Last month, our son celebrated his 35th birthday. There have been many times during his lifetime when we’ve doubted we’d reach that milestone. He survived cancer in infancy. He survived accident after accident in childhood, plus several serious illnesses and a major convulsion event. More recently, he has been diagnosed with heart problems and osteoporosis. But he was never closer to death than during his adolescence.
We entered his teenage years without any idea that the worst was still to come. We thought we had all the diagnoses, and the medical or other treatments necessary to deal with them.
Through sheer force of will, he had mastered unvoiced consonants – a major and unprecedented achievement for a person with his level of ataxia – and could now speak clearly, if slowly. He was on growth hormone therapy and was finally gaining a few inches of height. He was doing okay at school; had friends who came to tea, enjoyed a range of activities including his riding.
Looking back, there were a few odd things; patterns of behaviour that could have alerted us to the coming storm if we’d known how to read them. Did the doctors know? I’ve since acquired and read through his medical records, and I’m convinced they did. But they didn’t warn us then or even after the problems started.
Frontal lobe damage at the right of the left-hand image. Deeper grooves and shrunken tissue show loss of brain interconnections. The right-hand image shows gross enlargement of the inner brain chambers, with similar loss of tissue around them. (BB)
As we later – much later – discovered, our son has between 5-10% of normal function in his frontal lobe. The frontal lobe regulates judgement, the connection between cause and effect, and the whole area of effective decision-making. It develops throughout childhood, finally reaching full maturity in most people in their third decade.
Our son’s frontal lobe had stopped developing in early childhood – probably because of the chemotherapy – and had never progressed beyond that of a young child. Severe frontal lobe damage can be managed by applying external boundaries to replace the missing ability to make judgement-based decisions. During childhood – as normal parents – we maintained firm boundaries, but as we passed more and more control into his hands, his life began to spiral out of control. The car was in motion, but there was no driver at the wheel.
We had no idea what hit us.
We went from being a stable, happy family to being a major crisis zone.
He stopped doing homework – or, indeed, any work. He gave up showering about the time he took up smoking. One problem followed another: foul language, petty theft, drug use. We sought help from his specialist, who referred us to a psychiatrist. She told us that he had self esteem problems.
He dropped out of school, and took to hanging around the centre of town with a pack of other young men. He regularly got dropped home by the police, late at night and drunk. His sisters begged to go to boarding school, where no-one would know they were related to their brother.
We joined Toughlove, seeking some ideas for coping. One of the nice things about Toughlove support groups is that there is always a family whose problems are worse than yours. We <em>were</em> that family.
He convinced the government social welfare agency that he couldn’t remain living at home, was put on a disability benefit, and left home. He got a trespass notice from Macdonalds for sitting down at strangers’ tables and eating their chips.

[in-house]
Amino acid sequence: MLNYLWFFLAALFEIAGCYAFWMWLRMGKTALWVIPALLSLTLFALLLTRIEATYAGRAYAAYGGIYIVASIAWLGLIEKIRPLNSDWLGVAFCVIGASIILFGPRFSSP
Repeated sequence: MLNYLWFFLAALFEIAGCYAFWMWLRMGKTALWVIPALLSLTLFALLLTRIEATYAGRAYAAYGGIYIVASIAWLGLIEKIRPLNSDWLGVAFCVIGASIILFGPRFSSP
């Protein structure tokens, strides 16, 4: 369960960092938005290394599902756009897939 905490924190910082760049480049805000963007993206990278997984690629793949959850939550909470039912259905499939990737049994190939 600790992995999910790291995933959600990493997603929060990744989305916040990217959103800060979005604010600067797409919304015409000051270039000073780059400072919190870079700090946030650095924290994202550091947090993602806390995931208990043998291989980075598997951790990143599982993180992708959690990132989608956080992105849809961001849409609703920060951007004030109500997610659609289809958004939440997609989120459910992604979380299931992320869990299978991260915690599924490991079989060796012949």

The social welfare appointed counsellor told us he had self esteem problems.
Relatives on both sides of the family asked us what we’d done to ruin our son’s life. My brother applied to the government for custody. Our parish indicated that they would prefer not to have anything to do with him or our problems, but if we’d like to donate to the church building programme, that would be very nice, thank you.
By now, my husband and I were having self esteem problems!
His independent government-funded income made the boy attractive to sharks. After he jumped off his flat roof, high as a kite and convinced he could fly, he returned home for a time. We treated the impetigo and scurvy, nursed him back to health, and bought new clothes to replace the dirty rags that were left of his wardrobe. As soon as he was on his feet again – he left.
This became a repeated pattern for the next few years; a downward spiral, followed by a crash, with us picking up the pieces at the bottom of the cliff and putting him back together again. He was endlessly inventive about finding new ways to mess up, and he trusted anyone who said they were a friend.
He borrowed money from anyone who was nice to him; gave it away to anyone who asked; and never had any left by the evening of benefit day. People took to phoning me and asking me to pay his debts. At first I did, but that just confirmed the behaviour, so I took to telling them which day his benefit was paid, and suggesting that they wait at the bank with their hand out.
Meanwhile, we were doing our best to protect the girls, who were trying to have a normal adolescence in a small town. I was a columnist with the local paper; my husband was active in various community groups; we both owned our own businesses; we were not exactly anonymous. Oh for the surname ‘Smith’!
We eventually managed to lie our way into control of our son’s income, heavy the drug dealers out of his life, and get him arrested (we pressed charges for the theft and attempted sale of his sister’s bike) so that he could experience the consequences of his lifestyle before they killed him.
The night in jail and the day in court sobered him, but the real change came a few weeks later when he one night went to an evangelical Pentecostal church meeting. Next time we met, he announced, “Mum, I’m not a Catholic any more. I’ve become a Christian!”
Next: mainstreaming in a community of sharks and ostriches